It may be too late to save us, but it’s refreshing to see more comedy shows using their cultural influence to depict legitimately positive stories about people who genuinely like each other and want the world to be better. It’s a trend that established its current roots back around Parks and Recreation, but it’s latest, near-perfect manifestation may well be Ted Lasso. This Apple+ series, which twenty years ago might have been dismissed as too twee or unrealistic, has become a water-cooler phenomenon partly because it’s become an especially powerful and effective emotional balm for a troubled world during a global pandemic. But mostly, it is so obviously a show the world needs in this moment: a fictional sports comedy that leverages the inspiring tropes of that genre in new directions, dismantling the real-world toxicity of its world, modeling healthy relationships, and de-stigmatizing mental health issues.
The premise is so basic it might have been a one-off Saturday Night Live sketch: what if a coach of American football took a job coaching football in England (soccer, in other words), without knowing anything about the sport? One can imagine such a sketch beating its scenario to death, emphasizing the national contrasts between American and British language and behavior while mixing in sports-metaphor confusion. This hypothetical sketch-show DNA does exist in Ted Lasso, but the show ultimately softens the core idea, elevates it, and makes it smart and sustainable. Coach Ted Lasso (Jason Sudeikis) is in some ways an expected American football coach: midwestern, folksy, mustachioed. But he’s also atypical: enlightened, optimistic, open-minded, in many ways the antithesis of the toxic, winning-is-everything mentality that permeates much of the sports world. And yes, he’s clueless about soccer—but that’s precisely why he was hired. The new owner of AFC Richmond, a middling Premier League club, is Rebecca Welton (Hannah Waddingham), who took over the club in a divorce settlement. Rebecca is hellbent on revenge against her ex Rupert (Anthony Head), and her plan is to run Richmond—Rupert’s passion—into the ground. Ted’s soccer illiteracy is intended as a tool to that end. But Rebecca’s strategy is flawed, as it turns out; Ted may be hopeless when it comes to soccer, but he’s still a hell of coach, with a knack for getting the best out of his people. With the aid of his loyal assistant Coach Beard (Brendan Hunt), Ted quickly starts to win over his team, including key players like profane, aging veteran Roy Kent (Brett Goldstein) and prima donna striker Jamie Tartt (Phil Dunster). In the end, he even wins over Rebecca, and even when AFC Richmond’s on-field results fall short, the team’s culture transforms into a healthier, happier place for its players and staff.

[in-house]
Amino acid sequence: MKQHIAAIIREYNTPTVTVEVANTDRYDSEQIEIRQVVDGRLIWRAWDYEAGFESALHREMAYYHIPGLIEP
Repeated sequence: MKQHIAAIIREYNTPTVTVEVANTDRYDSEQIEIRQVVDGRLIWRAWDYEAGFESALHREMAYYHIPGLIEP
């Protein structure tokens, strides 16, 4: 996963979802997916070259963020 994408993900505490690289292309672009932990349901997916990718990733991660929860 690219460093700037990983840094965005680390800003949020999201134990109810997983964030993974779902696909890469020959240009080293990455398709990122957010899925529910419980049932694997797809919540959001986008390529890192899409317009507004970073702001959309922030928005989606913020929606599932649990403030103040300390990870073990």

Ted Lasso, particularly in its perfectly executed first season, is simply delightful, taking its high-concept premise, fusing it with the Cinderella sports genre (think The Bad News Bears or The Mighty Ducks), and then sprinkling in liberal doses of mindful sociocultural messaging. This messaging is also refreshingly direct and winning, with numerous necessary and deserving targets—everything from toxic masculinity and its trickle-down effects on men from father to son, to unhealthy attitudes about mental health maintenance, to the need for ethical business practices. Through it all, Sudeikis delivers a charismatic, sustained performance as a character who’s literally too good to be true. While in many ways he is the perfect model for healthier, more compassionate masculinity in the modern world, he is also that world’s victim, whose actions sometimes have unexpected, negative impacts. More of these are explored in the looser, darker second season, which lacks the clockwork finesse of the first but still manages to deliver consistently wonderful material that clearly has its heart in the right place.
Ted Lasso’s gentle, utopian aspirations are a potent antidote for pandemic fatigue, and its cast (which also includes wonderful turns from Toheeb Jimoh, Nick Mohammed, Sarah Niles, Jeremy Swift, and Juno Temple, among many others) brilliantly realizes the show’s uplifting worldview while still generating enough tension and conflict to propel an engaging narrative. Smarter things have been said by better writers about this show (Laurie Penny’s take is particularly on point); suffice it to say, I can whole-heartedly second the series’ many and varied endorsements, and greatly anticipate the final season of the planned trilogy.